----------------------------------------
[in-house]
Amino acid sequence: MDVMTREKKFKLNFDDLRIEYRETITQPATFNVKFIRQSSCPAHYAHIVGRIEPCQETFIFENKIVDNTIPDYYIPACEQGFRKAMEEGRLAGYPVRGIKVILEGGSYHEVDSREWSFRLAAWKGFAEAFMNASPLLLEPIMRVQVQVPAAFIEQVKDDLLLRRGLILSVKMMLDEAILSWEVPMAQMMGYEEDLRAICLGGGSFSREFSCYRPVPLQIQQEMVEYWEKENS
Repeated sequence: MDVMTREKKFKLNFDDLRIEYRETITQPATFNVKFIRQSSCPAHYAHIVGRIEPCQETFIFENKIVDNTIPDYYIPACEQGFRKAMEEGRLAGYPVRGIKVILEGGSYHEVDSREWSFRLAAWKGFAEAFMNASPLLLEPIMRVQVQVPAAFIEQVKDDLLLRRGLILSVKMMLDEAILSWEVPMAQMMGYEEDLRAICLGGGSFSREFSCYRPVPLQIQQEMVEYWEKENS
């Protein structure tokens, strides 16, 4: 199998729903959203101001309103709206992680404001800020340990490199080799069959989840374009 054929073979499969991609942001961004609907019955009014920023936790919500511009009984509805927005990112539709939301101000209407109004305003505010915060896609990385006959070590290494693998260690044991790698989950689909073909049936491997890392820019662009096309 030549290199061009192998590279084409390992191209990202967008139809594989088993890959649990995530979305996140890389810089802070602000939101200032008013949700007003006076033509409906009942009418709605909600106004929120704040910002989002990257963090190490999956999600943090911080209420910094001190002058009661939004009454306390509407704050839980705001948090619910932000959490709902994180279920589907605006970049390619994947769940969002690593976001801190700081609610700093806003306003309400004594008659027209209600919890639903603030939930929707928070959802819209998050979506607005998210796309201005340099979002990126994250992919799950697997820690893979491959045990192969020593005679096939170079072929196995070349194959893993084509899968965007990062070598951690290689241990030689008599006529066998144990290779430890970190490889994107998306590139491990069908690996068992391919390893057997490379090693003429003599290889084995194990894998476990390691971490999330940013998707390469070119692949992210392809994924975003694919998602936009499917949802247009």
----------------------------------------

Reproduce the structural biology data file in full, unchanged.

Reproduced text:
[in-house]
Amino acid sequence: MDVMTREKKFKLNFDDLRIEYRETITQPATFNVKFIRQSSCPAHYAHIVGRIEPCQETFIFENKIVDNTIPDYYIPACEQGFRKAMEEGRLAGYPVRGIKVILEGGSYHEVDSREWSFRLAAWKGFAEAFMNASPLLLEPIMRVQVQVPAAFIEQVKDDLLLRRGLILSVKMMLDEAILSWEVPMAQMMGYEEDLRAICLGGGSFSREFSCYRPVPLQIQQEMVEYWEKENS
Repeated sequence: MDVMTREKKFKLNFDDLRIEYRETITQPATFNVKFIRQSSCPAHYAHIVGRIEPCQETFIFENKIVDNTIPDYYIPACEQGFRKAMEEGRLAGYPVRGIKVILEGGSYHEVDSREWSFRLAAWKGFAEAFMNASPLLLEPIMRVQVQVPAAFIEQVKDDLLLRRGLILSVKMMLDEAILSWEVPMAQMMGYEEDLRAICLGGGSFSREFSCYRPVPLQIQQEMVEYWEKENS
């Protein structure tokens, strides 16, 4: 199998729903959203101001309103709206992680404001800020340990490199080799069959989840374009 054929073979499969991609942001961004609907019955009014920023936790919500511009009984509805927005990112539709939301101000209407109004305003505010915060896609990385006959070590290494693998260690044991790698989950689909073909049936491997890392820019662009096309 030549290199061009192998590279084409390992191209990202967008139809594989088993890959649990995530979305996140890389810089802070602000939101200032008013949700007003006076033509409906009942009418709605909600106004929120704040910002989002990257963090190490999956999600943090911080209420910094001190002058009661939004009454306390509407704050839980705001948090619910932000959490709902994180279920589907605006970049390619994947769940969002690593976001801190700081609610700093806003306003309400004594008659027209209600919890639903603030939930929707928070959802819209998050979506607005998210796309201005340099979002990126994250992919799950697997820690893979491959045990192969020593005679096939170079072929196995070349194959893993084509899968965007990062070598951690290689241990030689008599006529066998144990290779430890970190490889994107998306590139491990069908690996068992391919390893057997490379090693003429003599290889084995194990894998476990390691971490999330940013998707390469070119692949992210392809994924975003694919998602936009499917949802247009």